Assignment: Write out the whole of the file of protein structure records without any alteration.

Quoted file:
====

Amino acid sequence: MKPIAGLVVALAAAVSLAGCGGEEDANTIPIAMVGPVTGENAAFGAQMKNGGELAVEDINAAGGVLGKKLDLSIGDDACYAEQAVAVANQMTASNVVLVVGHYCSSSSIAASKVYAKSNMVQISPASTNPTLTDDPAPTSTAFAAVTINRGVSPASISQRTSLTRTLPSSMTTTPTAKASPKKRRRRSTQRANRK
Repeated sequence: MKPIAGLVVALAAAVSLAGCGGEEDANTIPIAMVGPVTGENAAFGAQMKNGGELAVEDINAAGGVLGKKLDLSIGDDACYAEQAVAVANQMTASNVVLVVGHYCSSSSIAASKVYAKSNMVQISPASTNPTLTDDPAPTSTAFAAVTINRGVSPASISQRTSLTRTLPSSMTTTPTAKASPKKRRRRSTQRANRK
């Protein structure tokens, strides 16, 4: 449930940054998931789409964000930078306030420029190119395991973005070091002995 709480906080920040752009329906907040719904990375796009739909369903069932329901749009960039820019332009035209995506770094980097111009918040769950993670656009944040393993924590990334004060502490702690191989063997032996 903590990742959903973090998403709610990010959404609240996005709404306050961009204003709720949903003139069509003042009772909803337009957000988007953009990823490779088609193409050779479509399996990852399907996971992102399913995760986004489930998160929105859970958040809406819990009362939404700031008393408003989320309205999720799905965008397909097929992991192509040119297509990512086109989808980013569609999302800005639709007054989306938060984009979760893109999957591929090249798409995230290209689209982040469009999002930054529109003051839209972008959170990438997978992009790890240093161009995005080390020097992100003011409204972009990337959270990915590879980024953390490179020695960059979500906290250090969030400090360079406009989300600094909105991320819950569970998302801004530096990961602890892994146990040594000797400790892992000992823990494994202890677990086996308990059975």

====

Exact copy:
Amino acid sequence: MKPIAGLVVALAAAVSLAGCGGEEDANTIPIAMVGPVTGENAAFGAQMKNGGELAVEDINAAGGVLGKKLDLSIGDDACYAEQAVAVANQMTASNVVLVVGHYCSSSSIAASKVYAKSNMVQISPASTNPTLTDDPAPTSTAFAAVTINRGVSPASISQRTSLTRTLPSSMTTTPTAKASPKKRRRRSTQRANRK
Repeated sequence: MKPIAGLVVALAAAVSLAGCGGEEDANTIPIAMVGPVTGENAAFGAQMKNGGELAVEDINAAGGVLGKKLDLSIGDDACYAEQAVAVANQMTASNVVLVVGHYCSSSSIAASKVYAKSNMVQISPASTNPTLTDDPAPTSTAFAAVTINRGVSPASISQRTSLTRTLPSSMTTTPTAKASPKKRRRRSTQRANRK
């Protein structure tokens, strides 16, 4: 449930940054998931789409964000930078306030420029190119395991973005070091002995 709480906080920040752009329906907040719904990375796009739909369903069932329901749009960039820019332009035209995506770094980097111009918040769950993670656009944040393993924590990334004060502490702690191989063997032996 903590990742959903973090998403709610990010959404609240996005709404306050961009204003709720949903003139069509003042009772909803337009957000988007953009990823490779088609193409050779479509399996990852399907996971992102399913995760986004489930998160929105859970958040809406819990009362939404700031008393408003989320309205999720799905965008397909097929992991192509040119297509990512086109989808980013569609999302800005639709007054989306938060984009979760893109999957591929090249798409995230290209689209982040469009999002930054529109003051839209972008959170990438997978992009790890240093161009995005080390020097992100003011409204972009990337959270990915590879980024953390490179020695960059979500906290250090969030400090360079406009989300600094909105991320819950569970998302801004530096990961602890892994146990040594000797400790892992000992823990494994202890677990086996308990059975």